While I may have been harsh on Gandhi, his satyagraha was a very inspirational movement that achieved its primary aim (with the help of several violently resisting Indians of course, too) and would echo in the minds of different generations and geographies. Its failures would only truly come to fore when reciprocity broke down as scale increased and satyagraha faced the sinister.

A communal concoction that had been boiling for centuries spilled over once again just as Gandhi tried to ease the concerns of an ambitious Jinnah and company who were decided in their choice to break India. What went so wrong here?

Good behavior scales badly. Bad behavior scales goodly.

An essential lesson to impart here is that the kindness that we should all so admire shouldn’t be extended frivolously in the world at large scales. Strive to be exceedingly kind to all the individuals in your life, but expect less of a return as familiarity decreases and quantity increases. The world of geopolitics and governance is witness to how might towers over magnanimity as scale maximizes. And it is here where we need to examine a powerful chapter across world history for the past several decades – social justice.

Inspired By Gandhi’s Non-Violent Movement, Martin Luther King Jr. Marched For Civil Rights and To End Segregation

Social justice has yielded some of the greatest moments in politics as policies such as apartheid and segregation were thrown into the abyss, while reservations in India helped lower castes climb out of the abyss. Tangible benefits were born through simple and actionable policies and goals.

Today, however, social justice movements have been plagued by vague goals and a lack of dynamic leadership. Faceless protests descend into rioting at an alarming rate with politicians taking advantage of the chaos and righteous movements thwarted by themselves. No Gandhi’s, no Dr. King’s, no Mandela’s lead the wave of change today. The absence of these emissaries who create a dialogue between the masses and politicians means that when social justice is applied at scale, it descends into disarray with vultures disguised as politicians picking and prodding at a soon to be carcass of a movement. Justice has inherent danger when applied at scale and needs the right leaders and values to guide it properly.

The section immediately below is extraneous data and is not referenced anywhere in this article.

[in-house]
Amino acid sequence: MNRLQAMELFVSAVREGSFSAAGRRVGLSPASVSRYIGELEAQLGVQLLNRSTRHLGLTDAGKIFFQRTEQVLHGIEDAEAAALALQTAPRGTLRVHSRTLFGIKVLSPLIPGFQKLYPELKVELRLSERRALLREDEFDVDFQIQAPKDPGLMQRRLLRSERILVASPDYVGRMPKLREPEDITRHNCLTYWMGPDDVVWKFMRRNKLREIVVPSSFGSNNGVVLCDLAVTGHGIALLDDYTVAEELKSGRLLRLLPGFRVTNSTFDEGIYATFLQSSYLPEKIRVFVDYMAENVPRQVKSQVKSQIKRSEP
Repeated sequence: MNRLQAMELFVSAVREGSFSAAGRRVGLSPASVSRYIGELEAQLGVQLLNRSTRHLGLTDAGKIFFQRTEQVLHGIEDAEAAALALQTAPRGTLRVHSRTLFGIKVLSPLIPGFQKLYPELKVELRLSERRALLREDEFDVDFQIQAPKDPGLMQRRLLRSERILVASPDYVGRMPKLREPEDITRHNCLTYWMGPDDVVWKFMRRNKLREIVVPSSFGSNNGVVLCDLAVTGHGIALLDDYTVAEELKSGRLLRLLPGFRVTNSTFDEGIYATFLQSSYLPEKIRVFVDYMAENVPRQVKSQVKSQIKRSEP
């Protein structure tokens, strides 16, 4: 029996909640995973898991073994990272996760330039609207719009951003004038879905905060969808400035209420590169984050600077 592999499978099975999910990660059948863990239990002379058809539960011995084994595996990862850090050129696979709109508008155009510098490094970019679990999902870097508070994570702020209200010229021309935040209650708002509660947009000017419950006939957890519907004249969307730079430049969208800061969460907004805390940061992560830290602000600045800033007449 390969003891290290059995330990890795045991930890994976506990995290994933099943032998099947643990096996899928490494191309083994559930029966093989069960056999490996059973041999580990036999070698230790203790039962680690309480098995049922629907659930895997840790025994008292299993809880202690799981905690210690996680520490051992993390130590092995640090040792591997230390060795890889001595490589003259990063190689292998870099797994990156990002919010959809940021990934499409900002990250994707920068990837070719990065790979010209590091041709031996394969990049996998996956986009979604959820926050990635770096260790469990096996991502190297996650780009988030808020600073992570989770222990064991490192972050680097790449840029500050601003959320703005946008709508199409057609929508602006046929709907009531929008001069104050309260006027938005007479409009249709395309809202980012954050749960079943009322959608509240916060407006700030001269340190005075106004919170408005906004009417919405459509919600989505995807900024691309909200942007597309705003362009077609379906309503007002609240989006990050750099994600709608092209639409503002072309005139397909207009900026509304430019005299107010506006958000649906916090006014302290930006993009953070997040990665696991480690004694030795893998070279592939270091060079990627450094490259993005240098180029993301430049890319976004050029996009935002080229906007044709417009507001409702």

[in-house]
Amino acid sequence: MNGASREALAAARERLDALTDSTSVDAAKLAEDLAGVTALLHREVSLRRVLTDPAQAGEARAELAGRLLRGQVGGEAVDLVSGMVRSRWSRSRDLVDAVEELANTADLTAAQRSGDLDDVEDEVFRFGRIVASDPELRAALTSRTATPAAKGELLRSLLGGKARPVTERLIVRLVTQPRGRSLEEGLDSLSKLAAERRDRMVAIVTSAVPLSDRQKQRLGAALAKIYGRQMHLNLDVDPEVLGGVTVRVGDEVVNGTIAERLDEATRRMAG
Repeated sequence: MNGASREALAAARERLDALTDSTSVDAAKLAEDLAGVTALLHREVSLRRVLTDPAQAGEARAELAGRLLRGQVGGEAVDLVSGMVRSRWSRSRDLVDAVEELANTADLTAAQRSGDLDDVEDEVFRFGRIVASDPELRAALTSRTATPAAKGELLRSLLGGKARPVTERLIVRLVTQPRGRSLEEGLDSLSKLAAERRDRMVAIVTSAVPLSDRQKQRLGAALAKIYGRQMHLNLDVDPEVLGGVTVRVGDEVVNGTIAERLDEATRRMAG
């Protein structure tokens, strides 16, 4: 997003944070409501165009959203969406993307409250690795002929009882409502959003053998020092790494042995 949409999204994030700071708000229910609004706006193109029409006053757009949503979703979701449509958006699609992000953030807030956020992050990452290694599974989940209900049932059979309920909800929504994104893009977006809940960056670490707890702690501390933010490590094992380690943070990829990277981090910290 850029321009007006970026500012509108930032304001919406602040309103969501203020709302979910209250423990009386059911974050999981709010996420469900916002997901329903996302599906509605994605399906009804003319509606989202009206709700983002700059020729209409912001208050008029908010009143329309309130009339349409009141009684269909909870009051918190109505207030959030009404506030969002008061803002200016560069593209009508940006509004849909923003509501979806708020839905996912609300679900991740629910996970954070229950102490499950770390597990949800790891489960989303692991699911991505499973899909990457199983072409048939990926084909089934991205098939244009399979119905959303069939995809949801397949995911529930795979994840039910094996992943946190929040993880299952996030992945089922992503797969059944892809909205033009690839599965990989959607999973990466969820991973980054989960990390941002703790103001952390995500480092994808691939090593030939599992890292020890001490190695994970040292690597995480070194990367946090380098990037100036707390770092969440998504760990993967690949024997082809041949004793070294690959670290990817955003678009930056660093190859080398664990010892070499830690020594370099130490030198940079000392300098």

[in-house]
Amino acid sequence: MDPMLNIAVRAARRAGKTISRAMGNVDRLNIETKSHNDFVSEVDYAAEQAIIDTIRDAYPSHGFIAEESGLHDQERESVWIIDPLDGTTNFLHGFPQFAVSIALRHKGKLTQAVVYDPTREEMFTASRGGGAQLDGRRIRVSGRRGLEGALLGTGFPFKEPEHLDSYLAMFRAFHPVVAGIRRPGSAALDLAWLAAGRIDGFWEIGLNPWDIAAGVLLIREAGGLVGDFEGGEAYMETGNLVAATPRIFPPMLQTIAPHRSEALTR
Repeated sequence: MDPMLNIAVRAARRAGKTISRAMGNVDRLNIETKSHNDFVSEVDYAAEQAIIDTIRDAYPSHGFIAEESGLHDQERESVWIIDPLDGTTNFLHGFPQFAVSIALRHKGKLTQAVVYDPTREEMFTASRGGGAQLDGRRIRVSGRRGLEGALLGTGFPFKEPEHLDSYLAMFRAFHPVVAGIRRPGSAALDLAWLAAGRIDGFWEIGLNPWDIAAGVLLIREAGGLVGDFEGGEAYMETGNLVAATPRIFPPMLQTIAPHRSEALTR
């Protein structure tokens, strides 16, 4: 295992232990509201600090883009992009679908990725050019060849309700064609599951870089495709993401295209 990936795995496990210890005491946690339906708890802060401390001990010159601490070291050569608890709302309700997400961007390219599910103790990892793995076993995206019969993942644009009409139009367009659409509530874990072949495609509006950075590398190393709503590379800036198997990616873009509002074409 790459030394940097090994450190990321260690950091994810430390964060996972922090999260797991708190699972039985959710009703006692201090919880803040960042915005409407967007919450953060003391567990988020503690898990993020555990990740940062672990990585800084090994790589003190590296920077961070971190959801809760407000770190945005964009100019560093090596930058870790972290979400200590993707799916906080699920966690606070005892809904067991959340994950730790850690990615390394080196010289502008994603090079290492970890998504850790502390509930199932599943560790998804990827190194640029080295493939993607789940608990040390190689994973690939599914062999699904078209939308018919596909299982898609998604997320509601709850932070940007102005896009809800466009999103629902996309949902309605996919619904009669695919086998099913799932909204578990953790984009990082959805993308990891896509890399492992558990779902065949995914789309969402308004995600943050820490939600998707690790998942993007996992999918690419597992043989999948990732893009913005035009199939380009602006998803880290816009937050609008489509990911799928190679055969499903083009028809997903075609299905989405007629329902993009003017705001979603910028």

On the flip side, there are also the potential horrors of hyper-local justice such as in the panchayat system of rural India, where a clan of elders decides the fate of the accused, sometimes with cruel and Hammurabi style punishments. We are seeing this hyper-local eye for an eye type justice now extrapolate to larger scales amongst many intelligentsia and political leaders, a notion that would lead to disastrous strife if the scale continues to ramp up.

Virtualism

Bruno Maçães, a prominent political analyst and now part-time philosopher, proposes that America is entering a period where fantasy supersedes reality. The digital world at your fingertips is shaped by the hand of technology. What you see and consume on your timeline is a lens with a distorted scale of the world. What is anecdote becomes amplified into annals as the speed of the extreme races past the mundane on the information superhighway.

THE SPREAD OF SOCIAL MEDIA AND TECHNOLOGY HAVE BLURRED THE LINE BETWEEN FANTASY AND REALITY

Outrage oscillates the Overton Window wildly as technology’s reality distortion field melds our perception. This pendulum pushes our politics in an increasingly divisive direction as upstart politicians wield clout and clicks on social media steering agendas into fantastical territories that are disconnected from realities and history. Technology and social media have brought notions of the past closer to us than ever as rabid battles over who oppressed who pan out in the digital theatre of war.

Elite consensus is upended by guerrilla historians, sometimes erroneously but many times rightfully. These intellectual insurgents zoom out and in on specific instances to promote their perspective, occasionally out-of-context but every so often right on the money. The thin selection of stories published by establishments has given way to an explosion of untold chapters bypassing traditional media and academia, all with the help of technology.

Protests Have Quickly Descended Into Riots Across The US As No Leader Stands On The Same Platform As The Giants of the Past